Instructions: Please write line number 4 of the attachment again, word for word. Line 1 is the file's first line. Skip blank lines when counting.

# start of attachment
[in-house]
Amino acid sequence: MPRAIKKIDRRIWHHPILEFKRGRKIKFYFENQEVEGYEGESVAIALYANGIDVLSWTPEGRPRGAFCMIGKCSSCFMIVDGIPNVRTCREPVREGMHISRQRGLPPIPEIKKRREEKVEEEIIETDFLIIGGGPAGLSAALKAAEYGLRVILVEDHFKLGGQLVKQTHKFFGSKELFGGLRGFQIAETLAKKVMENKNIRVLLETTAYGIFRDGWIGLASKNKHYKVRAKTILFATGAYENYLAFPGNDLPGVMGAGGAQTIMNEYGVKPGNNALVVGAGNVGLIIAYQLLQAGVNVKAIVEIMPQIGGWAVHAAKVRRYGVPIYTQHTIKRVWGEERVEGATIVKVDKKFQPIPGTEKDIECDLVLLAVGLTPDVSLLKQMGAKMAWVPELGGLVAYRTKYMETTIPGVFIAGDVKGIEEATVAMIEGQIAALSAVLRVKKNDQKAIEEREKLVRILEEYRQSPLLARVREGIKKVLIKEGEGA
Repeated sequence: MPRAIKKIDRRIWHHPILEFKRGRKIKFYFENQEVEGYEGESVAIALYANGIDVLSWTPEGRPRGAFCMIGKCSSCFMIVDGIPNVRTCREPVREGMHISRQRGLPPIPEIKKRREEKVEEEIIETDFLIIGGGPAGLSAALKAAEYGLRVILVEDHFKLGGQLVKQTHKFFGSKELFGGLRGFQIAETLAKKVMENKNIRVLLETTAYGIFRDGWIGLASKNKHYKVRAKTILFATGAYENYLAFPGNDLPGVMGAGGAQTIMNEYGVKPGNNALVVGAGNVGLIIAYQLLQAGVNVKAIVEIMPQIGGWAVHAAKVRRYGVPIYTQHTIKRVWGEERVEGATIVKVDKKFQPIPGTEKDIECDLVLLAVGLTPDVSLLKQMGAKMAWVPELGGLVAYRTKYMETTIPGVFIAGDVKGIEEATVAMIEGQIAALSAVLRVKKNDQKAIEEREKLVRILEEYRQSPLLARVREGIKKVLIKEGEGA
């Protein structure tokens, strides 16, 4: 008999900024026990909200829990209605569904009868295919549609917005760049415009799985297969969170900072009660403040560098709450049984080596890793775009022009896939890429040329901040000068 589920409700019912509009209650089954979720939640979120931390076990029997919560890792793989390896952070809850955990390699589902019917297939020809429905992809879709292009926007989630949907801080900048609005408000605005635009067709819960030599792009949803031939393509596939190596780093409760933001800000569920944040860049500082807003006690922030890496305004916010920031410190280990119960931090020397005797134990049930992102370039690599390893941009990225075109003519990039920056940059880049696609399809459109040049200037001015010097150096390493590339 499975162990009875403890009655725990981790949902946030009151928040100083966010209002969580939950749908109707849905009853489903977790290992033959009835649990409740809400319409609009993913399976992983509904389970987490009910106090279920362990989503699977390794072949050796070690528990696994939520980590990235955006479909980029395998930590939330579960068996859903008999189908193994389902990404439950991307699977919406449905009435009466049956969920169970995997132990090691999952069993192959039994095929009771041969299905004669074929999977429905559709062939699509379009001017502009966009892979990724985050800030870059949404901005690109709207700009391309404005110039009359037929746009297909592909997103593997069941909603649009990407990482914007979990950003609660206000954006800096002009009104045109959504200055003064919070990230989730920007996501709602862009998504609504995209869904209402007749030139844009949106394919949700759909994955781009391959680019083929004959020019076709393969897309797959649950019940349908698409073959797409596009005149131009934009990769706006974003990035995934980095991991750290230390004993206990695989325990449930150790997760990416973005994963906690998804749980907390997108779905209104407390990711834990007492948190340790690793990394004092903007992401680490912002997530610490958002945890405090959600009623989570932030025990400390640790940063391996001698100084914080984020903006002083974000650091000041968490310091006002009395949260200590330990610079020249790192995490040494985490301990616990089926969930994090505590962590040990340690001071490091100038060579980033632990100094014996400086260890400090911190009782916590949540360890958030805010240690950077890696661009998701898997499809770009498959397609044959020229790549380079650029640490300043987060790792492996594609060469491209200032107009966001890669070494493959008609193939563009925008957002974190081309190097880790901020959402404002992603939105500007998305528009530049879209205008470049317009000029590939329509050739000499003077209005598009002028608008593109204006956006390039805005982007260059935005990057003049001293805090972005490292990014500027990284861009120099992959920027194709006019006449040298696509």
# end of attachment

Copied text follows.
């Protein structure tokens, strides 16, 4: 008999900024026990909200829990209605569904009868295919549609917005760049415009799985297969969170900072009660403040560098709450049984080596890793775009022009896939890429040329901040000068 589920409700019912509009209650089954979720939640979120931390076990029997919560890792793989390896952070809850955990390699589902019917297939020809429905992809879709292009926007989630949907801080900048609005408000605005635009067709819960030599792009949803031939393509596939190596780093409760933001800000569920944040860049500082807003006690922030890496305004916010920031410190280990119960931090020397005797134990049930992102370039690599390893941009990225075109003519990039920056940059880049696609399809459109040049200037001015010097150096390493590339 499975162990009875403890009655725990981790949902946030009151928040100083966010209002969580939950749908109707849905009853489903977790290992033959009835649990409740809400319409609009993913399976992983509904389970987490009910106090279920362990989503699977390794072949050796070690528990696994939520980590990235955006479909980029395998930590939330579960068996859903008999189908193994389902990404439950991307699977919406449905009435009466049956969920169970995997132990090691999952069993192959039994095929009771041969299905004669074929999977429905559709062939699509379009001017502009966009892979990724985050800030870059949404901005690109709207700009391309404005110039009359037929746009297909592909997103593997069941909603649009990407990482914007979990950003609660206000954006800096002009009104045109959504200055003064919070990230989730920007996501709602862009998504609504995209869904209402007749030139844009949106394919949700759909994955781009391959680019083929004959020019076709393969897309797959649950019940349908698409073959797409596009005149131009934009990769706006974003990035995934980095991991750290230390004993206990695989325990449930150790997760990416973005994963906690998804749980907390997108779905209104407390990711834990007492948190340790690793990394004092903007992401680490912002997530610490958002945890405090959600009623989570932030025990400390640790940063391996001698100084914080984020903006002083974000650091000041968490310091006002009395949260200590330990610079020249790192995490040494985490301990616990089926969930994090505590962590040990340690001071490091100038060579980033632990100094014996400086260890400090911190009782916590949540360890958030805010240690950077890696661009998701898997499809770009498959397609044959020229790549380079650029640490300043987060790792492996594609060469491209200032107009966001890669070494493959008609193939563009925008957002974190081309190097880790901020959402404002992603939105500007998305528009530049879209205008470049317009000029590939329509050739000499003077209005598009002028608008593109204006956006390039805005982007260059935005990057003049001293805090972005490292990014500027990284861009120099992959920027194709006019006449040298696509």